The Catholic Church and the Bible

O. C. Lambert

Timothy, his mother, and grandmother were highly commended because they were students of the Scriptures (2 Tim. 1:5; 3:14-17). Timothy was urged to a further study (2 Tim. 2:15). The Bereans were commended very highly for searching the Scriptures daily (Acts 17:11). All of this is in the Catholic Bible as well as the Protestant Bible. Yet in spite of this, the Catholic Church is, and always has been, the world’s most uncompromising foe to Bible reading.


What a Catholic writer or speaker will say depends very largely on the exigency of the hour and they are at liberty to tell just the opposite of the truth if the interests of Catholicism can be best served by that means. We must understand this principle of Catholicism to be prepared for Catholic statements on both sides of nearly every question. For instance, in this country they would prefer that the public believe they are in favor of tolerance; that they are the champion of human rights; that they are especially devoted to the Constitution of the United States, when nothing could be farther from their real feelings and designs, as I shall prove.


It is very common in lectures and books designed primarily for non-Catholics that they make the ridiculous claim that they have always urged Bible reading. Non-Catholics are so little informed on the real history and teaching of Catholicism that they believe it.


The series of quotations here given are not irresponsible statements of unknown writers but are from books which have been circulated by the millions and issued with the full authority of the Catholic Church. We will note in these statements that during the Dark Ages, which is called the Golden Period of Catholicism, she did prohibit the reading of the Bible. We note, too, that with the invention of the printing press, and its companion the Reformation, the power of Catholicism was broken and since then she has adopted other means because her prohibition could no longer be enforced. We will learn also as we proceed with our study of the many fancy ways she invented for torturing to death those who disregarded her mandates. She not only admits that she prohibited the reading of the Bible when in her glory, and that the Reformation forced her to adopt a different policy, she admits that there was no restraint on the reading of the Bible in the early Church and that the Bible occupied a much more prominent place in the New Testament Church than is true with Catholicism.

She tells us that her reasons for not wishing her communicants to read the Bible are: that it is too sacred to be read; that some parts are “unsuited to the very young or the ignorant”; and that “more harm than utility is thereby caused. She exultingly informs us that as a result of her diligent campaign to disparage the Bible her members usually prefer human books!


Catholic Church Forbids Bible Reading.

“More than this, parts of the Bible are evidently unsuited to the very young or to the ignorant, and hence Clement XI condemned the proposition that ‘the reading of the Scriptures is for all’.These principles are fixed and invariable, but the discipline of the Church with regard to the reading of the Bible in the vulgar tongue has varied with varying circumstances. In early times the Bible was read freely by the lay people, . . . New dangers came in during the middle ages, . . . To meet these evils, the Council of Toulouse (1229) forbade the laity to read the vernacular translations of the Bible. Pius IV (1565) required bishops to refuse lay persons leave to read even Catholic versions of Scripture unless their confessors or parish priests judged that such reading was likely to prove beneficial” (Catholic Dictionary, 82).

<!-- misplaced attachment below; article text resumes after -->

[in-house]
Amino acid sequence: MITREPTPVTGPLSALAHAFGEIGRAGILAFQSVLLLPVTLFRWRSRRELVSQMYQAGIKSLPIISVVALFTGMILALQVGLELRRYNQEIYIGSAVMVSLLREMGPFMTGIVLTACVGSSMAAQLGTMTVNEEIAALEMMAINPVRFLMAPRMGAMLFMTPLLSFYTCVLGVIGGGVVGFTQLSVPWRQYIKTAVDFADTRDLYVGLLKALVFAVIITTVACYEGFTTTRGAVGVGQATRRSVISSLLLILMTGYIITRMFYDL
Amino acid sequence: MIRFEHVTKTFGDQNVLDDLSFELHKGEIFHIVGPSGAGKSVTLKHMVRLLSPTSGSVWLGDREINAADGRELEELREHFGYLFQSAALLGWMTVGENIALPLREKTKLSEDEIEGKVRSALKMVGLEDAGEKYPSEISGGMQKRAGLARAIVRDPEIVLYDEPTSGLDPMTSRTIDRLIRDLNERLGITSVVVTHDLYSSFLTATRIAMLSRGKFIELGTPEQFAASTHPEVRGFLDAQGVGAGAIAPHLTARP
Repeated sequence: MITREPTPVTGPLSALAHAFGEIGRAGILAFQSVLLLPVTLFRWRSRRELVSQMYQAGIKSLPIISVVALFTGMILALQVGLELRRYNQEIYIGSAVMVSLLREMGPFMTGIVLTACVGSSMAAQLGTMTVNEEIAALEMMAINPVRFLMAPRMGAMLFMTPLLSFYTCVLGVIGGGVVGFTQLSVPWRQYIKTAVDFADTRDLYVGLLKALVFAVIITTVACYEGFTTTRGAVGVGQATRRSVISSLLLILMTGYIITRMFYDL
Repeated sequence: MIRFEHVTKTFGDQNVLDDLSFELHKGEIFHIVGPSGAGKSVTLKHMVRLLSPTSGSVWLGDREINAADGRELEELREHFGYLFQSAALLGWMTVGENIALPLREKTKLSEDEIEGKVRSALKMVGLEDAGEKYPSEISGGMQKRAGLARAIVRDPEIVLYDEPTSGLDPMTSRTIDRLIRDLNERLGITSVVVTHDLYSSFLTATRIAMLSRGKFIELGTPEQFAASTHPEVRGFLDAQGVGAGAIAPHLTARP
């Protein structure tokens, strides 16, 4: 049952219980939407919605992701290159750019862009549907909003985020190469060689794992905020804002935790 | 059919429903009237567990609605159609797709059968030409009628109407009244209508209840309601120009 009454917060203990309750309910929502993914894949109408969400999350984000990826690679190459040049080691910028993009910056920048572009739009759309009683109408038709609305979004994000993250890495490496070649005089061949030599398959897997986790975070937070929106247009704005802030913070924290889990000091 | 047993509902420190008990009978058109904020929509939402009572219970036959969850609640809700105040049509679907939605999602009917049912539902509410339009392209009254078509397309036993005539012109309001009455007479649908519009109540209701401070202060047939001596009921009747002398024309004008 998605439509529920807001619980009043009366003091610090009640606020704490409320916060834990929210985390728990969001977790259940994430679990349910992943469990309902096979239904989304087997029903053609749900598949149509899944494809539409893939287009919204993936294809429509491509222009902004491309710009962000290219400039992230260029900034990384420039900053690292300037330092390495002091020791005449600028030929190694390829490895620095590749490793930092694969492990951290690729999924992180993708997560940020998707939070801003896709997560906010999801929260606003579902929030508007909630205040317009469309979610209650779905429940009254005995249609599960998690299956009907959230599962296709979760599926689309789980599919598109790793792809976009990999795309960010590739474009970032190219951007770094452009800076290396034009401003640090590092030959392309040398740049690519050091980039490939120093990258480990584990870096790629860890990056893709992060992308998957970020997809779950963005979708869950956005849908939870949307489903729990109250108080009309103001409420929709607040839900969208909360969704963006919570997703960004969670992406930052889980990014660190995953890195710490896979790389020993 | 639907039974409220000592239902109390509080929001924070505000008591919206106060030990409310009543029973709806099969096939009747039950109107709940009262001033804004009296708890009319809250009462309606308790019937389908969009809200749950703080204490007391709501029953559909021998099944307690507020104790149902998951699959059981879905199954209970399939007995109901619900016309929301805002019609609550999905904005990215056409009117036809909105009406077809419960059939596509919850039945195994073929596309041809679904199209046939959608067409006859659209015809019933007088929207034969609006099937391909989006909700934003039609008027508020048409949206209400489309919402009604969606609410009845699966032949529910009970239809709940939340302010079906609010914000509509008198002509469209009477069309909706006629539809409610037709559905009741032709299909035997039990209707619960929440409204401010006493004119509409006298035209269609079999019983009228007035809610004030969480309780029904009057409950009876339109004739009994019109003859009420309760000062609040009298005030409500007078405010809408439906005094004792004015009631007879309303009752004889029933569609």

Bible Reading Not Allowed Before Luther.

It was well for Luther that he did not come into the world until a century after the immortal discovery of Gutenberg (the printing press). A hundred years earlier, his idea of directing two hundred and fifty millions of men to read the Bible would have been received with shouts of laughter, and would have inevitably caused his removal from the pulpit of Wittenberg to a hospital for the insane” (Quoted from Martinet by Cardinal Gibbons in Faith of Our Fathers, 107).

Bible Too Sacred to Be Read.

If occasionally she has seemed to restrict its use or its diffusion this, too, was through an easily comprehensible love and particular esteem for the Bible, that the sacred book might not like a profane book be made a ground for curiosity, endless discussions, and abuses of every kind.” (Catholic Encyclopedia, XV, 9).

Catholics Prefer Human Books to Bible.

In other spiritual books the truths of the Bible are presented more fully and in a more modern style, so that we can hardly wonder that they are, as a rule, preferred; and that though good Catholic families generally have a Bible, it is more venerated than read” (Plain Facts, 154).

Bible Reading More Harm Than Utility.

As it has been clearly shown by experience that, if the Holy Bible in the vernacular is generally permitted without distinction, more harm than utility is thereby caused, owing to human temerity: all versions in the vernacular, even by Catholics are altogether prohibited, unless approved by the Holy See, or published under the ‘vigilant care of the Bishops with annotations taken from the Fathers of the Church and learned Catholic writers.” (Pope Leo XIII, in Great Encyclicals, 413).

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